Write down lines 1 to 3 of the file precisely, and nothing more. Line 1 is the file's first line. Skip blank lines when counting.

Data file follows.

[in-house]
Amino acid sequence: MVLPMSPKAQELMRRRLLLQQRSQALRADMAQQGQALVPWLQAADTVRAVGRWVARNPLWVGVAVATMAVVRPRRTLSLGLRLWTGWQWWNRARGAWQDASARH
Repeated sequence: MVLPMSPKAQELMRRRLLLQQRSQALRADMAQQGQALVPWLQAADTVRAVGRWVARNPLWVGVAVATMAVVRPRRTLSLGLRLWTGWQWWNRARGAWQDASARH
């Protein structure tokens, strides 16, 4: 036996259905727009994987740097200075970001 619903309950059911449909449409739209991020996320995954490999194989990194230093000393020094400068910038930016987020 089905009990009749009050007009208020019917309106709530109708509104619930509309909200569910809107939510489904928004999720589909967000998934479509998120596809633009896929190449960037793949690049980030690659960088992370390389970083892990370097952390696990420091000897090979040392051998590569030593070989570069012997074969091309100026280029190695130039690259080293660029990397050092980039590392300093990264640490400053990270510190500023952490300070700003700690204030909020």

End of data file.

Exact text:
[in-house]
Amino acid sequence: MVLPMSPKAQELMRRRLLLQQRSQALRADMAQQGQALVPWLQAADTVRAVGRWVARNPLWVGVAVATMAVVRPRRTLSLGLRLWTGWQWWNRARGAWQDASARH
Repeated sequence: MVLPMSPKAQELMRRRLLLQQRSQALRADMAQQGQALVPWLQAADTVRAVGRWVARNPLWVGVAVATMAVVRPRRTLSLGLRLWTGWQWWNRARGAWQDASARH